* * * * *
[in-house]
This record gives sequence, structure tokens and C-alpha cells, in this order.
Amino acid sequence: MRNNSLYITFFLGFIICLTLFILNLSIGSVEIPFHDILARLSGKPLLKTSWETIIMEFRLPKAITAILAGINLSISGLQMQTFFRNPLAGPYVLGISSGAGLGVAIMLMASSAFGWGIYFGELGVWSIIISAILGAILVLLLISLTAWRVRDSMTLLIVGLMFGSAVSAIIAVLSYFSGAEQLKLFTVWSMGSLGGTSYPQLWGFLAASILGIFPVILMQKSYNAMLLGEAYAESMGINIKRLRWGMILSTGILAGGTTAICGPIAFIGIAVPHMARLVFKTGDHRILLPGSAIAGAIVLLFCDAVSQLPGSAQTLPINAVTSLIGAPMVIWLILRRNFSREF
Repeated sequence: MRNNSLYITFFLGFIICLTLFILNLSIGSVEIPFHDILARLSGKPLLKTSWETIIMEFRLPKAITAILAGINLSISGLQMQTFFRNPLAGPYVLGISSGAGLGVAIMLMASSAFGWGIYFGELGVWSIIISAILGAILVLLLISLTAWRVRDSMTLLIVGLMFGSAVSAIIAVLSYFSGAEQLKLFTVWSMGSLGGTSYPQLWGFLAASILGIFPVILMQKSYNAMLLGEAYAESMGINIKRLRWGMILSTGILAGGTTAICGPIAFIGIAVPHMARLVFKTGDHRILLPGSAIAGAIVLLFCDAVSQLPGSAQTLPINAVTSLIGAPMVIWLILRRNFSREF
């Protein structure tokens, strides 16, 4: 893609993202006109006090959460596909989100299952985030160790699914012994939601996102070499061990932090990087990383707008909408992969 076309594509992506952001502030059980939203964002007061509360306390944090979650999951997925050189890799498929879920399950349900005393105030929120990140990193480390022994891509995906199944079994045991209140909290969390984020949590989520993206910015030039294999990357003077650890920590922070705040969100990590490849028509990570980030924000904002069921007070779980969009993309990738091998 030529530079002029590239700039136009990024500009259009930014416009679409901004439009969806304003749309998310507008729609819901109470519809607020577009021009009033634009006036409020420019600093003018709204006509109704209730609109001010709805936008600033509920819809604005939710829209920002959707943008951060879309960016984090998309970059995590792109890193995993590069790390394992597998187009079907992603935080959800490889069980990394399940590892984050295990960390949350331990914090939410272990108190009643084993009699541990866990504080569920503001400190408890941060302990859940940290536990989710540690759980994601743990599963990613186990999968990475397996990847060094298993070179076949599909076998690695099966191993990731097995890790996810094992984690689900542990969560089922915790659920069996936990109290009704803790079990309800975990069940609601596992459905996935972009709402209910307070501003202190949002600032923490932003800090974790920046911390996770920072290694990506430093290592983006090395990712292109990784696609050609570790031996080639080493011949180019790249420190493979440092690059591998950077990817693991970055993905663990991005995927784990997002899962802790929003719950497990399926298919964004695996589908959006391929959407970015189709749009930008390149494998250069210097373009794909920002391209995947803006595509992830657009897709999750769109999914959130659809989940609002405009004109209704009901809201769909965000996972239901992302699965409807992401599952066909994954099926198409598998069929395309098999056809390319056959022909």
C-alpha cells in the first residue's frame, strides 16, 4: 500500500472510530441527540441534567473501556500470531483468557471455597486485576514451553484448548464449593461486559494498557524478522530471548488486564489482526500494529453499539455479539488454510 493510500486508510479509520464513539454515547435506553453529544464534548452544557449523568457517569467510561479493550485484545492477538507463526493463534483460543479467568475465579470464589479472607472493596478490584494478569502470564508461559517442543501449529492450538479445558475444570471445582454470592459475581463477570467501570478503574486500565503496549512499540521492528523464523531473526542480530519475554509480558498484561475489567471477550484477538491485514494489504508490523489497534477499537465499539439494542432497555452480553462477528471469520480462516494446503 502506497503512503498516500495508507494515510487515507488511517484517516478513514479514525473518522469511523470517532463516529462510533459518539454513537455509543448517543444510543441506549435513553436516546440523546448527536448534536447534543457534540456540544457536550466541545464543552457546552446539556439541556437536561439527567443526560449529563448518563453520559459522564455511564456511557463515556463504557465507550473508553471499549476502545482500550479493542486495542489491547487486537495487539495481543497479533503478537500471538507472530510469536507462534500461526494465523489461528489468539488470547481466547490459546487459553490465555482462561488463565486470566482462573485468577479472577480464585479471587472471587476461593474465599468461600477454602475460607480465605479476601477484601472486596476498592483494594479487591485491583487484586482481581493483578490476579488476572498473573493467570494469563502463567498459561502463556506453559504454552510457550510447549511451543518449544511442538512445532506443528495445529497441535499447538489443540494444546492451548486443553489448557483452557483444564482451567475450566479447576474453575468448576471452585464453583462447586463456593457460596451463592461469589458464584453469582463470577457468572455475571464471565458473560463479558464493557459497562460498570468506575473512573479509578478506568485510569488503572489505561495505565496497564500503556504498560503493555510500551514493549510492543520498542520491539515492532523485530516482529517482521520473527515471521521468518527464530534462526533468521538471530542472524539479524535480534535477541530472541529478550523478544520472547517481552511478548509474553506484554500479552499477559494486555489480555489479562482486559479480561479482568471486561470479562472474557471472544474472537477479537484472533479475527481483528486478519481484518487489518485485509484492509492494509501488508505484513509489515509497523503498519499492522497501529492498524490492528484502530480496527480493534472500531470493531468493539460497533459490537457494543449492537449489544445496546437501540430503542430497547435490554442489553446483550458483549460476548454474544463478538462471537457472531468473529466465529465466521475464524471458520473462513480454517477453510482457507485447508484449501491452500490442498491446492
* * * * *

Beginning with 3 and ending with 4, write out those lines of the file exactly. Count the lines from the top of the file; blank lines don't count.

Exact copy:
Amino acid sequence: MRNNSLYITFFLGFIICLTLFILNLSIGSVEIPFHDILARLSGKPLLKTSWETIIMEFRLPKAITAILAGINLSISGLQMQTFFRNPLAGPYVLGISSGAGLGVAIMLMASSAFGWGIYFGELGVWSIIISAILGAILVLLLISLTAWRVRDSMTLLIVGLMFGSAVSAIIAVLSYFSGAEQLKLFTVWSMGSLGGTSYPQLWGFLAASILGIFPVILMQKSYNAMLLGEAYAESMGINIKRLRWGMILSTGILAGGTTAICGPIAFIGIAVPHMARLVFKTGDHRILLPGSAIAGAIVLLFCDAVSQLPGSAQTLPINAVTSLIGAPMVIWLILRRNFSREF
Repeated sequence: MRNNSLYITFFLGFIICLTLFILNLSIGSVEIPFHDILARLSGKPLLKTSWETIIMEFRLPKAITAILAGINLSISGLQMQTFFRNPLAGPYVLGISSGAGLGVAIMLMASSAFGWGIYFGELGVWSIIISAILGAILVLLLISLTAWRVRDSMTLLIVGLMFGSAVSAIIAVLSYFSGAEQLKLFTVWSMGSLGGTSYPQLWGFLAASILGIFPVILMQKSYNAMLLGEAYAESMGINIKRLRWGMILSTGILAGGTTAICGPIAFIGIAVPHMARLVFKTGDHRILLPGSAIAGAIVLLFCDAVSQLPGSAQTLPINAVTSLIGAPMVIWLILRRNFSREF